Bird Photography ChallengesI have been photographing birds for the past ten years. Unlike other forms of photography, the challenges faced by a bird photographer are unique. Here, you don’t get the luxury of making the subjects pose. In this article, I will share some of the challenges I face during bird photography and how I overcome them. So, if you are an amateur who is interested in doing bird photography, then you will find these seven tips very useful.
1. Understanding Bird Behavior
Initially, I missed many great photographic opportunities since I didn’t have a good understanding of bird behavior. The behavior varies for various species of birds and at different times of the year. For example, birds are bolder and camera-friendlier during the nesting season than at other times. Learning bird behavior will help you predict what the bird will do next based on its current action or position. This will help you to be ready with your camera to get great bird shots.So, if you are passionate about bird photography, I strongly recommend learning and understanding about bird behavior.
2. Good Understanding of Your Camera Controls and Settings
During my initial days of bird photography, I used to miss a lot of great moments while photographing birds. At those times, I used to feel that my camera was not good enough. Later, I understood the fault is not my camera but me: I was simply not familiar enough with many of the controls and settings of my camera to make the best use of them.
The right settings — and a sound knowledge of — your camera’s different controls will help you capture the intended shot. It is also a good idea to carry the soft copy or hard copy of the camera manual with you if you are new to a particular camera.Spending more time practicing in the field with your new camera will help you to become more familiar with your camera settings and a better (bird) photographer.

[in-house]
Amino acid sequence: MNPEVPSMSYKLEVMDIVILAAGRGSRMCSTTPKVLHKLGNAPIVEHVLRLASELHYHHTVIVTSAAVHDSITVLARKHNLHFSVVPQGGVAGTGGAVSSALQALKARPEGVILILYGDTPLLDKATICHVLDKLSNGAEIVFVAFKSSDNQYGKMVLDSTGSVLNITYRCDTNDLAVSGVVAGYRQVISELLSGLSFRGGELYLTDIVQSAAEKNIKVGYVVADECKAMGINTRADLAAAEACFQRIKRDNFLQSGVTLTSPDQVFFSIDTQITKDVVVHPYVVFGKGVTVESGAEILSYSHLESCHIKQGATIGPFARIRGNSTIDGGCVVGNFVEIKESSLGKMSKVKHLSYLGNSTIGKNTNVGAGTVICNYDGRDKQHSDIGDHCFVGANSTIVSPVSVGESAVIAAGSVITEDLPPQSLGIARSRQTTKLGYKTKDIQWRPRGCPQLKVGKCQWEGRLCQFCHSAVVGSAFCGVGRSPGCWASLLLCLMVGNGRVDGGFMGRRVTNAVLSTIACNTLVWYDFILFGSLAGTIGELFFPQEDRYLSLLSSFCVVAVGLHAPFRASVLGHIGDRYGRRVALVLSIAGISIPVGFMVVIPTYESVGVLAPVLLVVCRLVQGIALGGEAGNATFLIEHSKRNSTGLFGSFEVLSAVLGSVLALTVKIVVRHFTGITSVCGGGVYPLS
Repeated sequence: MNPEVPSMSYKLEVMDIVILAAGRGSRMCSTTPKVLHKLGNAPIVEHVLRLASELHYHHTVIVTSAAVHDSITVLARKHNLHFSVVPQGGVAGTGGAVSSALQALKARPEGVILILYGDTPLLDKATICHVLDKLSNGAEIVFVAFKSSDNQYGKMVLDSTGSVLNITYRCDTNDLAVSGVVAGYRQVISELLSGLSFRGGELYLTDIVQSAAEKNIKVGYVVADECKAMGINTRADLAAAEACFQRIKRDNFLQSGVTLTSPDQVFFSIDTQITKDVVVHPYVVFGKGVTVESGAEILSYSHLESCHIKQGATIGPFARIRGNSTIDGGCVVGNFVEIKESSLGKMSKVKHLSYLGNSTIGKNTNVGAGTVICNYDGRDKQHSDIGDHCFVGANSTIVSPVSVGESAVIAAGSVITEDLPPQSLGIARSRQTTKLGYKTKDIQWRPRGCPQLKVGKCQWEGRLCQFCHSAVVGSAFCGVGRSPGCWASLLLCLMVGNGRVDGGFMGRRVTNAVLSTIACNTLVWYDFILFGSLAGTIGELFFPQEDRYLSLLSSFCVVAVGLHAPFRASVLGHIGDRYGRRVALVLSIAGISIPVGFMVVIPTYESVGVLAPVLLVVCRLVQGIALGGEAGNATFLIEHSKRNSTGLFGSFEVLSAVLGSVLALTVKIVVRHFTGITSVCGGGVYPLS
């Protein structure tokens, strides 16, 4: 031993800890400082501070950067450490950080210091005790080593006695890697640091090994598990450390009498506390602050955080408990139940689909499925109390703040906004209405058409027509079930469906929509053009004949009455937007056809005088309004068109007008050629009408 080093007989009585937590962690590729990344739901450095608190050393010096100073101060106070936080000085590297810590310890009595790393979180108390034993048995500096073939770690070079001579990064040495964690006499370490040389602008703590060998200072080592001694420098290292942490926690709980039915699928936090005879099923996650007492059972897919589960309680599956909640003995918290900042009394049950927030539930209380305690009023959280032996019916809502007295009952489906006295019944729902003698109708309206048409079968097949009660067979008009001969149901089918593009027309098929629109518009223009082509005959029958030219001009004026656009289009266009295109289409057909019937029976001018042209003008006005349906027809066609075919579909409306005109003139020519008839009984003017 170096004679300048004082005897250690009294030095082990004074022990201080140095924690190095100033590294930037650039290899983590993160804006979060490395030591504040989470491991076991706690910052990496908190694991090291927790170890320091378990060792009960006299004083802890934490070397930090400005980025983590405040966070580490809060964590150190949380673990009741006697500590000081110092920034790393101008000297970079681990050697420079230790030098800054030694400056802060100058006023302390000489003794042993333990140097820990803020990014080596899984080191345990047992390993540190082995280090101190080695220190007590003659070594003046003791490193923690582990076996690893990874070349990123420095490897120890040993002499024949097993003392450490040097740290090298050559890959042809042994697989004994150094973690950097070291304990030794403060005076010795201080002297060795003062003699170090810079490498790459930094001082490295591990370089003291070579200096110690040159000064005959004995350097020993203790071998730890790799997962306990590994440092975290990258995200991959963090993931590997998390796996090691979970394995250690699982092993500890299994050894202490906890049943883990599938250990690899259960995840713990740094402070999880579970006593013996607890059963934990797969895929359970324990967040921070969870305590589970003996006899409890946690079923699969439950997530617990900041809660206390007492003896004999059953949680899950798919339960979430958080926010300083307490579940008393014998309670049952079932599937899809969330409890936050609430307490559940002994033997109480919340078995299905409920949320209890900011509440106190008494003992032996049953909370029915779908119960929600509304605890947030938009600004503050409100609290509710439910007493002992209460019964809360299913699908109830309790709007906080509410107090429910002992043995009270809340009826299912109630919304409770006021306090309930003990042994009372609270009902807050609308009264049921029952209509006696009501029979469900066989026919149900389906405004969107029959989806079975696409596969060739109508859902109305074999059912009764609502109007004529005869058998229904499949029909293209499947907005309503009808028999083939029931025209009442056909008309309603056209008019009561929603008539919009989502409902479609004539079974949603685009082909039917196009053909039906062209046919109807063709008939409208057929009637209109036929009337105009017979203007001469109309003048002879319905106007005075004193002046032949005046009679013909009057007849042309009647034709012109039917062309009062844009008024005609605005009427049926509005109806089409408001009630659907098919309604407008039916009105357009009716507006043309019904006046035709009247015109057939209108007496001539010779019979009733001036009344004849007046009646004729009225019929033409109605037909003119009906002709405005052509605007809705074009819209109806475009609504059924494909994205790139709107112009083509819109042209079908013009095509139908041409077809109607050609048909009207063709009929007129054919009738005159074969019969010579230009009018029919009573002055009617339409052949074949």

3. Patience Matters
Bird photography requires lots of patience. You can’t expect the bird to be there in the place where you are going at that time. You may have to wait for hours to sight the bird. Sometimes, the bird may not show up at all. So, you may have to return and come back the next day.Patience is key to successful bird photography.
4. Photographing Birds in Flight
When you photograph birds in flight, you must use shutter speeds of 1/1000 sec. and above. This will ensure that you freeze the wing flap. A fast shutter speed helps avoid unwanted motion blur in your picture. You can use the Shutter Priority mode or the Manual mode to select a fast shutter speed.
If you are using a heavy telephoto lens, you may have to use a tripod with a gimbal to successfully photograph birds in flight. You can try to shoot handheld if the combined weight of the camera body and the lens is easily manageable for you. It is also a good idea to use Burst mode (continuous shooting) to capture many flight shots with one press of the shutter button. You can then pick the best image from the series of burst shots.To capture birds in flight, use a fast shutter speed of 1/1000 sec. or above, Burst mode and a stabilized camera/lens combo.